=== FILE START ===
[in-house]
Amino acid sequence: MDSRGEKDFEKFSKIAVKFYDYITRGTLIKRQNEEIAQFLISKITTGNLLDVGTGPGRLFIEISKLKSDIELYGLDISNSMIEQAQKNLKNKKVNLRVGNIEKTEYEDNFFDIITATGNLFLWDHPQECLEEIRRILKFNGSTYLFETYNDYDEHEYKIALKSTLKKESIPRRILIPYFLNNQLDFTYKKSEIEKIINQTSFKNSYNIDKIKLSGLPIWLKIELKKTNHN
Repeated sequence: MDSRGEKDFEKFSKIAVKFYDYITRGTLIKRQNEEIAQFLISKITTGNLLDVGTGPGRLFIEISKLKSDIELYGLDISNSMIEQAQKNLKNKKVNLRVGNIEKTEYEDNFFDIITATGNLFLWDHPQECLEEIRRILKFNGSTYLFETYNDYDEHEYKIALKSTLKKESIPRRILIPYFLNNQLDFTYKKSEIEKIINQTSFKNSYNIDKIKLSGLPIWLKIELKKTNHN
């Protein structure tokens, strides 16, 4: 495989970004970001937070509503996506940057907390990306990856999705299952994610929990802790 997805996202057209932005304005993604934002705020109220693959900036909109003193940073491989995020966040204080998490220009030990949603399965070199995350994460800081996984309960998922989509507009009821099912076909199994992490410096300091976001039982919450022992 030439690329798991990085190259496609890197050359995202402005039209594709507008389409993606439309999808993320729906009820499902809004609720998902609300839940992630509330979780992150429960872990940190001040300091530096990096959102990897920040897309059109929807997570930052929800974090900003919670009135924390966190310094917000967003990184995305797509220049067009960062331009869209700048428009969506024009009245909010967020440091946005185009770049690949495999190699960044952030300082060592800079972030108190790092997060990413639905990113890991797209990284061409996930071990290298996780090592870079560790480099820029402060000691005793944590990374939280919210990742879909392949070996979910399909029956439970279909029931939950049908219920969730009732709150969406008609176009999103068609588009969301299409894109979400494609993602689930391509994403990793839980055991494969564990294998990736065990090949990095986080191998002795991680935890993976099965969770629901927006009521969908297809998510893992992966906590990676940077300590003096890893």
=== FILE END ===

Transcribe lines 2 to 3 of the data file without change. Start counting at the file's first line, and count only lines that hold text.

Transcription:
Amino acid sequence: MDSRGEKDFEKFSKIAVKFYDYITRGTLIKRQNEEIAQFLISKITTGNLLDVGTGPGRLFIEISKLKSDIELYGLDISNSMIEQAQKNLKNKKVNLRVGNIEKTEYEDNFFDIITATGNLFLWDHPQECLEEIRRILKFNGSTYLFETYNDYDEHEYKIALKSTLKKESIPRRILIPYFLNNQLDFTYKKSEIEKIINQTSFKNSYNIDKIKLSGLPIWLKIELKKTNHN
Repeated sequence: MDSRGEKDFEKFSKIAVKFYDYITRGTLIKRQNEEIAQFLISKITTGNLLDVGTGPGRLFIEISKLKSDIELYGLDISNSMIEQAQKNLKNKKVNLRVGNIEKTEYEDNFFDIITATGNLFLWDHPQECLEEIRRILKFNGSTYLFETYNDYDEHEYKIALKSTLKKESIPRRILIPYFLNNQLDFTYKKSEIEKIINQTSFKNSYNIDKIKLSGLPIWLKIELKKTNHN